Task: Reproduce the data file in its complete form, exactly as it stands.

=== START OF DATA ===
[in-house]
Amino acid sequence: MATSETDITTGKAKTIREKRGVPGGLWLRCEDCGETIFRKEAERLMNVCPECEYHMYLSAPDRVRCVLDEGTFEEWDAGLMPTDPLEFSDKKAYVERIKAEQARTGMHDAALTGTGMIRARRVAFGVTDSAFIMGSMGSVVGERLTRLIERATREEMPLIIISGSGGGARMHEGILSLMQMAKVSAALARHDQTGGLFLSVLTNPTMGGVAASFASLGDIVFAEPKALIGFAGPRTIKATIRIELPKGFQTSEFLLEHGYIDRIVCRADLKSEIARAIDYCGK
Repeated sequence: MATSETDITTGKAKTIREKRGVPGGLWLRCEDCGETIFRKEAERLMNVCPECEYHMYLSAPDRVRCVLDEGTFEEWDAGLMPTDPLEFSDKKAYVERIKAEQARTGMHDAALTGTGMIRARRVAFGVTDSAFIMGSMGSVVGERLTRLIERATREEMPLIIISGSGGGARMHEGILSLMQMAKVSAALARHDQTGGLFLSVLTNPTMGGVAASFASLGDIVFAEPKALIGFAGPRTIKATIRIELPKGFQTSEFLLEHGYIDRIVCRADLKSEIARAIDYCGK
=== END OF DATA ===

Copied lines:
[in-house]
Amino acid sequence: MATSETDITTGKAKTIREKRGVPGGLWLRCEDCGETIFRKEAERLMNVCPECEYHMYLSAPDRVRCVLDEGTFEEWDAGLMPTDPLEFSDKKAYVERIKAEQARTGMHDAALTGTGMIRARRVAFGVTDSAFIMGSMGSVVGERLTRLIERATREEMPLIIISGSGGGARMHEGILSLMQMAKVSAALARHDQTGGLFLSVLTNPTMGGVAASFASLGDIVFAEPKALIGFAGPRTIKATIRIELPKGFQTSEFLLEHGYIDRIVCRADLKSEIARAIDYCGK
Repeated sequence: MATSETDITTGKAKTIREKRGVPGGLWLRCEDCGETIFRKEAERLMNVCPECEYHMYLSAPDRVRCVLDEGTFEEWDAGLMPTDPLEFSDKKAYVERIKAEQARTGMHDAALTGTGMIRARRVAFGVTDSAFIMGSMGSVVGERLTRLIERATREEMPLIIISGSGGGARMHEGILSLMQMAKVSAALARHDQTGGLFLSVLTNPTMGGVAASFASLGDIVFAEPKALIGFAGPRTIKATIRIELPKGFQTSEFLLEHGYIDRIVCRADLKSEIARAIDYCGK